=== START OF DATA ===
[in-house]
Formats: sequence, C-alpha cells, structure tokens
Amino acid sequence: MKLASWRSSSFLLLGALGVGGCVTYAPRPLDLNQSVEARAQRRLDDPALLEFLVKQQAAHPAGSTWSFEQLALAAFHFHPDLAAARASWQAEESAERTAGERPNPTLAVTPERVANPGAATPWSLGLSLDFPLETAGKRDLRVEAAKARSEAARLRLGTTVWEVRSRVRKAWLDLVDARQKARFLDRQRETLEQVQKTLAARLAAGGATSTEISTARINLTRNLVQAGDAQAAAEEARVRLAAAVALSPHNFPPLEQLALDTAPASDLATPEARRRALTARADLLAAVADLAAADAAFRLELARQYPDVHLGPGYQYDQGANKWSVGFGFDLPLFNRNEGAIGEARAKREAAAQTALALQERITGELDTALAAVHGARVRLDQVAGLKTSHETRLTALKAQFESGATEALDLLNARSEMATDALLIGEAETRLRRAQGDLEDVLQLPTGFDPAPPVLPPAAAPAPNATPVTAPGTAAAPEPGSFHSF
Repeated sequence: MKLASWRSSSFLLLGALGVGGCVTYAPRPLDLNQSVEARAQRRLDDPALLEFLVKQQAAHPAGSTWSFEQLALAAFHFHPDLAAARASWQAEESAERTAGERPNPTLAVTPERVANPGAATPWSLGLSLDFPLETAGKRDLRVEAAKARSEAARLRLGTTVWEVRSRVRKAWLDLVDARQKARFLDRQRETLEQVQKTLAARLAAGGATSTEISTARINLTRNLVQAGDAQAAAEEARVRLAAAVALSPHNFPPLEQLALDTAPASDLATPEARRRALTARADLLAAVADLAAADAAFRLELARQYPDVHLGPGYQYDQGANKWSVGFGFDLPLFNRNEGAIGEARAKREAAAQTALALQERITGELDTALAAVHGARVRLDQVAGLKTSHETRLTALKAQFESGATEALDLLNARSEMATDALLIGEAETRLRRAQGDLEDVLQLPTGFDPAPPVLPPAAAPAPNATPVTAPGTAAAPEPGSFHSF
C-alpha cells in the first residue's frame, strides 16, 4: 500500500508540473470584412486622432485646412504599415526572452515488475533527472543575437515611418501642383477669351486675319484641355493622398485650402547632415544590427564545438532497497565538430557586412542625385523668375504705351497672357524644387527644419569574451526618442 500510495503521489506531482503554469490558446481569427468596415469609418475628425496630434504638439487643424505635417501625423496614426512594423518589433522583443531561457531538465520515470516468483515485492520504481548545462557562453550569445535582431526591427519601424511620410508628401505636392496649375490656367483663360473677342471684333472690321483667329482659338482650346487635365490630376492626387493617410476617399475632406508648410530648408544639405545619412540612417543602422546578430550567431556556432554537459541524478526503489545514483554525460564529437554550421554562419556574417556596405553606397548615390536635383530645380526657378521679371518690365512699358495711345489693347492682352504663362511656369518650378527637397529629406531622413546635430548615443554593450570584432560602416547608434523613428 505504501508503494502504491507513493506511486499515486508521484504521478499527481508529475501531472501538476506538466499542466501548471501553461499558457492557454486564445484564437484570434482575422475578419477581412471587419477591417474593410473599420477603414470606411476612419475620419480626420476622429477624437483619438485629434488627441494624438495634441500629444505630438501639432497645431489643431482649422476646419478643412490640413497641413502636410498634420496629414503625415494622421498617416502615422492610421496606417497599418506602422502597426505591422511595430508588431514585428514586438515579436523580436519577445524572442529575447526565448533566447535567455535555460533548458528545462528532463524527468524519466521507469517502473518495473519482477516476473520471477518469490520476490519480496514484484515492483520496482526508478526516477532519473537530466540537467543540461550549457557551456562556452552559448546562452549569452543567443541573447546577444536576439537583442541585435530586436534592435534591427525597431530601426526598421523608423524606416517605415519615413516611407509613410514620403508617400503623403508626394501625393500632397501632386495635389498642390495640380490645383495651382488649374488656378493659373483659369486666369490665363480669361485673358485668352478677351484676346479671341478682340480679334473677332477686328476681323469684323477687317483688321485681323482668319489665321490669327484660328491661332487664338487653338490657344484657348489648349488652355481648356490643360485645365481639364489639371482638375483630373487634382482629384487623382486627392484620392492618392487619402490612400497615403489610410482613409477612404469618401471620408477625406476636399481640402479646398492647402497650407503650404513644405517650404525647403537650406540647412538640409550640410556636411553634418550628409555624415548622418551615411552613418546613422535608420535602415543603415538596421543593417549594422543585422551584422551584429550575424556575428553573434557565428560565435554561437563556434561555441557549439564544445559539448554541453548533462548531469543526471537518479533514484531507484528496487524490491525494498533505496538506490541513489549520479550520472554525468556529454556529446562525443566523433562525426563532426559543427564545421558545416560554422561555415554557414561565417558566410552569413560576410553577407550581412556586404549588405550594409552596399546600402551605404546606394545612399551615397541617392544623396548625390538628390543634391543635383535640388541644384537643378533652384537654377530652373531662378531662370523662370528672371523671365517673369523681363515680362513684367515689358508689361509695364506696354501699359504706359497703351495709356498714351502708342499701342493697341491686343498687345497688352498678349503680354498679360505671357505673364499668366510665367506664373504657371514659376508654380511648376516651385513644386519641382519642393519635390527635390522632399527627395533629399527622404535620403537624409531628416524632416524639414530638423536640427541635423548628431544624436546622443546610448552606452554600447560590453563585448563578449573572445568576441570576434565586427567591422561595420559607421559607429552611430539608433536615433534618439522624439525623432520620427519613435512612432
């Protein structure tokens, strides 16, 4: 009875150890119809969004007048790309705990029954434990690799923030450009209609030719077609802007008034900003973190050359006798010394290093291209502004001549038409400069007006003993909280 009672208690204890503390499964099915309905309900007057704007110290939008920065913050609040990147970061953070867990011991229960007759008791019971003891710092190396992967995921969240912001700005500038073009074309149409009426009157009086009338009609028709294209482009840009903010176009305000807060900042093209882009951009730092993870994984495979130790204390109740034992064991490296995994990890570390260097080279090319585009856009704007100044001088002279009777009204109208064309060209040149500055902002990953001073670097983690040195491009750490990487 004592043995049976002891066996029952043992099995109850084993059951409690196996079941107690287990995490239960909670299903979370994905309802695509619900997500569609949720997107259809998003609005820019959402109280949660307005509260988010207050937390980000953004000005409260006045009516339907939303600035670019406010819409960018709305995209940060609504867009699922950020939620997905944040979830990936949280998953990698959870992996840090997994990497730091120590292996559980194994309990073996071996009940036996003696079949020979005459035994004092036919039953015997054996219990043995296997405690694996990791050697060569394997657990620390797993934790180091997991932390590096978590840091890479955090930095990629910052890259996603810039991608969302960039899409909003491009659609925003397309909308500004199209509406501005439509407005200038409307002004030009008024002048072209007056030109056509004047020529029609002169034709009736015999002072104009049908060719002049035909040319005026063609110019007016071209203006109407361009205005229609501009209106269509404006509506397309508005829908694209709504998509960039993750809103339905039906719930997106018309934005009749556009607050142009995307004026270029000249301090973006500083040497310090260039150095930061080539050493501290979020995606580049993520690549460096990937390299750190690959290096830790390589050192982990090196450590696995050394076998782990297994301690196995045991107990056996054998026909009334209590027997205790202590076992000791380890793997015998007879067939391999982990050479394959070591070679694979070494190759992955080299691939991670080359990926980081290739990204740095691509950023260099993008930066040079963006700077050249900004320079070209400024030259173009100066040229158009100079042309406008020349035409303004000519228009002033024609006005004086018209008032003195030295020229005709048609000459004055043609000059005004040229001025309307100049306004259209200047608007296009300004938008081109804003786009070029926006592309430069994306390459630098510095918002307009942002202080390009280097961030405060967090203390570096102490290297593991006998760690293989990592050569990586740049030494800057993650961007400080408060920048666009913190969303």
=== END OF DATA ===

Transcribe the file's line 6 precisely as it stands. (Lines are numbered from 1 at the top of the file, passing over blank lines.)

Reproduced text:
């Protein structure tokens, strides 16, 4: 009875150890119809969004007048790309705990029954434990690799923030450009209609030719077609802007008034900003973190050359006798010394290093291209502004001549038409400069007006003993909280 009672208690204890503390499964099915309905309900007057704007110290939008920065913050609040990147970061953070867990011991229960007759008791019971003891710092190396992967995921969240912001700005500038073009074309149409009426009157009086009338009609028709294209482009840009903010176009305000807060900042093209882009951009730092993870994984495979130790204390109740034992064991490296995994990890570390260097080279090319585009856009704007100044001088002279009777009204109208064309060209040149500055902002990953001073670097983690040195491009750490990487 004592043995049976002891066996029952043992099995109850084993059951409690196996079941107690287990995490239960909670299903979370994905309802695509619900997500569609949720997107259809998003609005820019959402109280949660307005509260988010207050937390980000953004000005409260006045009516339907939303600035670019406010819409960018709305995209940060609504867009699922950020939620997905944040979830990936949280998953990698959870992996840090997994990497730091120590292996559980194994309990073996071996009940036996003696079949020979005459035994004092036919039953015997054996219990043995296997405690694996990791050697060569394997657990620390797993934790180091997991932390590096978590840091890479955090930095990629910052890259996603810039991608969302960039899409909003491009659609925003397309909308500004199209509406501005439509407005200038409307002004030009008024002048072209007056030109056509004047020529029609002169034709009736015999002072104009049908060719002049035909040319005026063609110019007016071209203006109407361009205005229609501009209106269509404006509506397309508005829908694209709504998509960039993750809103339905039906719930997106018309934005009749556009607050142009995307004026270029000249301090973006500083040497310090260039150095930061080539050493501290979020995606580049993520690549460096990937390299750190690959290096830790390589050192982990090196450590696995050394076998782990297994301690196995045991107990056996054998026909009334209590027997205790202590076992000791380890793997015998007879067939391999982990050479394959070591070679694979070494190759992955080299691939991670080359990926980081290739990204740095691509950023260099993008930066040079963006700077050249900004320079070209400024030259173009100066040229158009100079042309406008020349035409303004000519228009002033024609006005004086018209008032003195030295020229005709048609000459004055043609000059005004040229001025309307100049306004259209200047608007296009300004938008081109804003786009070029926006592309430069994306390459630098510095918002307009942002202080390009280097961030405060967090203390570096102490290297593991006998760690293989990592050569990586740049030494800057993650961007400080408060920048666009913190969303």